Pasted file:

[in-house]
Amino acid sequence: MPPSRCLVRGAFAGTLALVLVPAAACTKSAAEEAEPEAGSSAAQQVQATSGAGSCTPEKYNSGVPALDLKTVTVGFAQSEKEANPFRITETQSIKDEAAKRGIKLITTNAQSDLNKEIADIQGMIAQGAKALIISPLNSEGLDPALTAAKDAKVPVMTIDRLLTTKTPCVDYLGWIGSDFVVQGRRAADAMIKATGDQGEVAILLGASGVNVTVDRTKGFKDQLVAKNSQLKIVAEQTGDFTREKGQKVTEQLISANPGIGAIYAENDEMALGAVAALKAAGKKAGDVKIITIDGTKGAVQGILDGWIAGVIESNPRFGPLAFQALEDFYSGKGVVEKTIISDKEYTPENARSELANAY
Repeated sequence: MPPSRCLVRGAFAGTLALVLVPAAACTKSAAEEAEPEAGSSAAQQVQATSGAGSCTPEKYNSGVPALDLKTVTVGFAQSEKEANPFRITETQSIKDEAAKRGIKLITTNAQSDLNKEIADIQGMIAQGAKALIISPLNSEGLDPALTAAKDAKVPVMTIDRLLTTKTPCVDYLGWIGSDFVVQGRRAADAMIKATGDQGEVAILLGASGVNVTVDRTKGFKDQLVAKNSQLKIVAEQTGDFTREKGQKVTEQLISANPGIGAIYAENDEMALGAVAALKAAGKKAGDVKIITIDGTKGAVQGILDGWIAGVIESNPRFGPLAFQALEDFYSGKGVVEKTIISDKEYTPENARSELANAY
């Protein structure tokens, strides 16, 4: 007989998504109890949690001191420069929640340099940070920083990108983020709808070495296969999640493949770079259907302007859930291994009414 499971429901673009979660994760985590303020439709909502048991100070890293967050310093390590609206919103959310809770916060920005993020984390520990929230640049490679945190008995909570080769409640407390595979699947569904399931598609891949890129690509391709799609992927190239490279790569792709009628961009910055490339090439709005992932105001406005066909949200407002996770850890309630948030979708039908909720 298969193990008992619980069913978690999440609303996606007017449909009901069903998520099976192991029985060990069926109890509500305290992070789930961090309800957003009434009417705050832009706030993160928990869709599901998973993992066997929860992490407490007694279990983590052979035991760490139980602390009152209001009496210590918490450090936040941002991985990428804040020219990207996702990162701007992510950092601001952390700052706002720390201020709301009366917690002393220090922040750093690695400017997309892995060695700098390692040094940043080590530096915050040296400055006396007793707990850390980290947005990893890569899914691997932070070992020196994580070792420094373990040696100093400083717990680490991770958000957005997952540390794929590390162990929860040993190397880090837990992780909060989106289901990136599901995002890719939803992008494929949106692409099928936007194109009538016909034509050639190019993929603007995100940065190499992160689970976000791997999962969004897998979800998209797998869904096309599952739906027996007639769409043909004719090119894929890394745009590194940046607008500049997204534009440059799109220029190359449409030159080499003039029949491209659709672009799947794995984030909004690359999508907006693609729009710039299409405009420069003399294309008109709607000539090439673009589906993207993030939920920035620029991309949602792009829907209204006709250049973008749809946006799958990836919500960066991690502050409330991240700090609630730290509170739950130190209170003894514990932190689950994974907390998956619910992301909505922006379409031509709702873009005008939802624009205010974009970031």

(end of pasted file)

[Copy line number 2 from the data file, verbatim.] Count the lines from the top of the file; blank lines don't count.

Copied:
Amino acid sequence: MPPSRCLVRGAFAGTLALVLVPAAACTKSAAEEAEPEAGSSAAQQVQATSGAGSCTPEKYNSGVPALDLKTVTVGFAQSEKEANPFRITETQSIKDEAAKRGIKLITTNAQSDLNKEIADIQGMIAQGAKALIISPLNSEGLDPALTAAKDAKVPVMTIDRLLTTKTPCVDYLGWIGSDFVVQGRRAADAMIKATGDQGEVAILLGASGVNVTVDRTKGFKDQLVAKNSQLKIVAEQTGDFTREKGQKVTEQLISANPGIGAIYAENDEMALGAVAALKAAGKKAGDVKIITIDGTKGAVQGILDGWIAGVIESNPRFGPLAFQALEDFYSGKGVVEKTIISDKEYTPENARSELANAY